"God loves a cheerful giver. God loves a CHEERFUL giver." I'm repeating this over and over to myself as I pack.
Sleeping bag? Check.
Mess kit? Check.
Cheerful outlook? Rats. Two out of three ain't bad, right?
It's not that I don't want to spend the weekend chaperoning a Girl Scout camping trip. Hmmm, well, actually I really don't want to spend the weekend chaperoning a Girl Scout camping trip. I'd rather stay home. It's not that I don't enjoy being a Girl Scout Leader--this is true. I have the pleasure and privilege of working with a wonderful group of 10 year olds. It's just that tomorrow will be the third Saturday out of the last four that I have spent the day with these lovely girls. We hiked together on the Billy Goat Trail. We raked leaves together for our service project clean up. And now, we camp. How much togetherness do we need?
Oops, I do not sound cheerful, do I?
I'm dreaming of cozying up by the fire Saturday morning reading the paper and drinking coffee from my new coffee maker. Then maybe I'll go to yoga with my friend Debbie and fix myself a big salad for lunch. In the afternoon I'll turn up some festive Christmas music and fa la la as I deck my halls with painted nutcrackers and evergreen wreaths. Paul and I will put our feet up and enjoy a drink together before I whip up a delicious dinner. Then we'll end the day snuggled on the couch with a family movie.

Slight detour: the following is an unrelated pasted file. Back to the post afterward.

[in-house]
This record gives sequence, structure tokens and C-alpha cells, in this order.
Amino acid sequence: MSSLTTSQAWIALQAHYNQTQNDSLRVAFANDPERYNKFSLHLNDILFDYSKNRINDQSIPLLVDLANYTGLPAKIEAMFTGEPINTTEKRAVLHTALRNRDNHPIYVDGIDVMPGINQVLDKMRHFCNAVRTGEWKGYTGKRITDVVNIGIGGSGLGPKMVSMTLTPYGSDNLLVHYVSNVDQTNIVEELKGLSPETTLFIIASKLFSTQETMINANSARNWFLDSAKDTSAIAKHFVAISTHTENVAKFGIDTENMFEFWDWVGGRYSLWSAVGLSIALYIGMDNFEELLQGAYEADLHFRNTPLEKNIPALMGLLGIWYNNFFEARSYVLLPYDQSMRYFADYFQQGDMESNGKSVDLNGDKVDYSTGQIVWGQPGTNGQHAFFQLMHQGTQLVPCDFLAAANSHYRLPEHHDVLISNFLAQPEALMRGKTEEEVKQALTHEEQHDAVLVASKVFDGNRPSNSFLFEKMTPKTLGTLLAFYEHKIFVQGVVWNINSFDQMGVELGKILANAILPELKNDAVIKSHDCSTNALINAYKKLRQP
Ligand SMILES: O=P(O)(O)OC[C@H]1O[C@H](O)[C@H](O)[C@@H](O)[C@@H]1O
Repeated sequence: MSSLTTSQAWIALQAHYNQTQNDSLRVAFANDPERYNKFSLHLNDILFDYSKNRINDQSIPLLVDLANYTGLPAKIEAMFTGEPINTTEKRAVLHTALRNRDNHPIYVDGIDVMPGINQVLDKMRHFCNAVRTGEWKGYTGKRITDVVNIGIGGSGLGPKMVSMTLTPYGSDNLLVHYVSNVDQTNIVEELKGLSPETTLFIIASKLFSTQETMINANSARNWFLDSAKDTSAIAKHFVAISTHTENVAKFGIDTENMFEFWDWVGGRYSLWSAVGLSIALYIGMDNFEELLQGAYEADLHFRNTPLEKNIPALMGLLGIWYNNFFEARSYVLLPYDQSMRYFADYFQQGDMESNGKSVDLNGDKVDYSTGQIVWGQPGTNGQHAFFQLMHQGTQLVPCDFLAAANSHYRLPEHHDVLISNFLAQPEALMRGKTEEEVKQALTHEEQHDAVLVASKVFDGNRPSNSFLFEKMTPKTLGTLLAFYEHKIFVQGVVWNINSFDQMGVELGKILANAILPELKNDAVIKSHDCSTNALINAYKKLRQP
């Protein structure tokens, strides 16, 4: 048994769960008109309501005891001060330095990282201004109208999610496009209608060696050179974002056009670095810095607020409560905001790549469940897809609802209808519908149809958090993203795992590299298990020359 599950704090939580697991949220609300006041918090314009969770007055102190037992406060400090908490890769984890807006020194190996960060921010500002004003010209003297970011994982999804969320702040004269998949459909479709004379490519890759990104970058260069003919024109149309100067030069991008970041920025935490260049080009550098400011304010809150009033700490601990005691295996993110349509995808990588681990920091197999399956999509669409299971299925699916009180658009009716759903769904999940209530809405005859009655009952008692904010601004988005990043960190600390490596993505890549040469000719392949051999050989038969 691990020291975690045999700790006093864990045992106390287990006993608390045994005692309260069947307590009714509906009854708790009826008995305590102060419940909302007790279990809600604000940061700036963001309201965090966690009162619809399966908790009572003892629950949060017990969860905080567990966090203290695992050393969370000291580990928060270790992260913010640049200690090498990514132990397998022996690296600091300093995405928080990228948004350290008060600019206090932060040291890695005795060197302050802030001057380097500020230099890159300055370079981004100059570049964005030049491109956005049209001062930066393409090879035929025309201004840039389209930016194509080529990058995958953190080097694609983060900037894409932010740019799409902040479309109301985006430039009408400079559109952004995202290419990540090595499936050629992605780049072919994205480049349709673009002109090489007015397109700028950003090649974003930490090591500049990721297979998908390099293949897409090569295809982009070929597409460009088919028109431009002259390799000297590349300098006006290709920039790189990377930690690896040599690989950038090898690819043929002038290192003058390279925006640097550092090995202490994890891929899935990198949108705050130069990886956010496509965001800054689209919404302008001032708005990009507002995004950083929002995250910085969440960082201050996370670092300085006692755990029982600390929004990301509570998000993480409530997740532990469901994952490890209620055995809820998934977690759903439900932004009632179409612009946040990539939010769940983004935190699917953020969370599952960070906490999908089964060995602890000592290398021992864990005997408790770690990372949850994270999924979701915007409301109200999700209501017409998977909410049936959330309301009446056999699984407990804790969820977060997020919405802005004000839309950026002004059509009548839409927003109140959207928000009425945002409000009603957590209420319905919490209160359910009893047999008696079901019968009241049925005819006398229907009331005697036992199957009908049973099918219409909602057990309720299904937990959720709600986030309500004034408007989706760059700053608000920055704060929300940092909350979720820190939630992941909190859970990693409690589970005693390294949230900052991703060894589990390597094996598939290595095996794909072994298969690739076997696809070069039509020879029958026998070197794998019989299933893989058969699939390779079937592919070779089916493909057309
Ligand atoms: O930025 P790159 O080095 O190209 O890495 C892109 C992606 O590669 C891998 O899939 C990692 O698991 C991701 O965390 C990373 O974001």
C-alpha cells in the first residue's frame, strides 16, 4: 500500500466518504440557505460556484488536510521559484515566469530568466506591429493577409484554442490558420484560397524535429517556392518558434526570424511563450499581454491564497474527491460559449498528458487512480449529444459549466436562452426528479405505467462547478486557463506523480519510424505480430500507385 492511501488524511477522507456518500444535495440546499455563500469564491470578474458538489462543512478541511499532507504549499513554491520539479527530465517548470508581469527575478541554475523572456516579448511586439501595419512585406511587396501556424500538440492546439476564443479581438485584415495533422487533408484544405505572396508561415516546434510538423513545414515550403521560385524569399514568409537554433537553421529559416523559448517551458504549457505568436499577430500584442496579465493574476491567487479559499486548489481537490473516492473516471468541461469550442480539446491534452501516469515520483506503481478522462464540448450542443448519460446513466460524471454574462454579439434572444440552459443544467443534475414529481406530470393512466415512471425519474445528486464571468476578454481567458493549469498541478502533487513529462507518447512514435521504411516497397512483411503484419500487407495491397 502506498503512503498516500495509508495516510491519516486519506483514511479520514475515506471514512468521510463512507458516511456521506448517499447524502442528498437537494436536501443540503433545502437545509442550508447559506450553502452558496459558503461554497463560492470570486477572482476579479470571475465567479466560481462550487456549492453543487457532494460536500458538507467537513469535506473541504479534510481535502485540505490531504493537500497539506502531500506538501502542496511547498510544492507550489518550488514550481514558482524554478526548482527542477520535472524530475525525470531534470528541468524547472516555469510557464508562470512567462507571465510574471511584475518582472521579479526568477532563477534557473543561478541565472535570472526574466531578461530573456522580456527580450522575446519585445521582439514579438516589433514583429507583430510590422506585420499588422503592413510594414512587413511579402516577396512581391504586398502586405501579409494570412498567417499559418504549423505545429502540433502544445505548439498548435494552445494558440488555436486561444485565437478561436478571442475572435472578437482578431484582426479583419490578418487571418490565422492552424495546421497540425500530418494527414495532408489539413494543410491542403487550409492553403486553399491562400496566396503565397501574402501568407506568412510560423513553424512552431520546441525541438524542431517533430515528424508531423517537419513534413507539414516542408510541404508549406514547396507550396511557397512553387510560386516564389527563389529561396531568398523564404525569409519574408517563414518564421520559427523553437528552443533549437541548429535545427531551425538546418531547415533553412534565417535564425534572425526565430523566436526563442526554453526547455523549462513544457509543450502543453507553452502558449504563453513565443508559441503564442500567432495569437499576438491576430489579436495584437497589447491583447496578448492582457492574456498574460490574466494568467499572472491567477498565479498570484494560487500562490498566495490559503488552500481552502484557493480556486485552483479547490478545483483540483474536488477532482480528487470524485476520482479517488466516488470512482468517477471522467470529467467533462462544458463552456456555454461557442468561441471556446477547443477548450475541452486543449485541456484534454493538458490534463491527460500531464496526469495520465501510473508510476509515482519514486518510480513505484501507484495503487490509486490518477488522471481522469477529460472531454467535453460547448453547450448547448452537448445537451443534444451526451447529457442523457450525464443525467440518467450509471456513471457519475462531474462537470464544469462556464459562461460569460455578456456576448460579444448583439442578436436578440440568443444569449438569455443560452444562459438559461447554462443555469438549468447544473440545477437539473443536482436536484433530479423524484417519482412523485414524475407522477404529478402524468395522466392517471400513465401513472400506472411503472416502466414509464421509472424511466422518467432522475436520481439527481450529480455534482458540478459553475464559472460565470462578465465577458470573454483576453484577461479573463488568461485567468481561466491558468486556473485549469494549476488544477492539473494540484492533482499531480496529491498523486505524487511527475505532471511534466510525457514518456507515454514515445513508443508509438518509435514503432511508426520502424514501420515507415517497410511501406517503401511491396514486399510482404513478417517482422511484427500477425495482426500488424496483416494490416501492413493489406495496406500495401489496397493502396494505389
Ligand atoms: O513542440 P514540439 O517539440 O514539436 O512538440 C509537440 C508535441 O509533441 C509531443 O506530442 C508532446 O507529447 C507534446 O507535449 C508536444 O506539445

Well, I certainly feel more cheerful now but, in reality, staying home will not be more relaxing than my chaperoning duties. Jack needs to depart for his basketball game at 8:30 am, and Tatum will need a long walk. The giant history project is due Monday and I'm pretty it hasn't been started. Then there's the grocery trip that needs to be made in preparation for the 21 people showing up at our house for the church youth group progressive dinner. We're the salad stop. If the house could be sorta straight and the toilet clean before company arrives, that would be great.
We're not the only parents who seem to sacrifice every weekend to our children's schedules. Our kids are in that maniacal age bracket--old enough to be active but too young to drive--and after we sign them up for all these activities we are at their mercy. Recently I invited a friend over and this was her reply (names changed to protect the innocent):
"We unfortunately have a really crazy weekend. There are swim meets and basketball games and Husband and I have a work party to go to Sat. night which will be very late. Of course now we find out Child 1 has a late BB game too. Sunday I have a swim meet with Child 2 and BB game with Child 3. I'd love to come and thanks for the invite, but I think we will be beat. I hope they don't have tons of homework too."
When I stop to consider, the camping trip will be just fine. It's only 24 hours of my life and I'll be sleeping for 8 of them. (Yes, I know my sleeping may be wishful thinking.) We're looking at decent weather--not always guaranteed the first week of December. There will be some creative skits, I'll get to go on a hike, help build a campfire and even get a s'more or two in the deal. Katherine is thrilled that I'm coming.
When I start to think about having a Saturday all to myself, I realize that in 5 years, my Saturdays may be spent overseeing the college application process. In just a few short years, I'll have all the Saturdays I want to myself. This is when I remember that no one is forcing me to be involved in my children's lives. It's a choice that I make gladly realizing that they do grow up too fast.
Water bottle? Check.
Cheerful outlook? Check.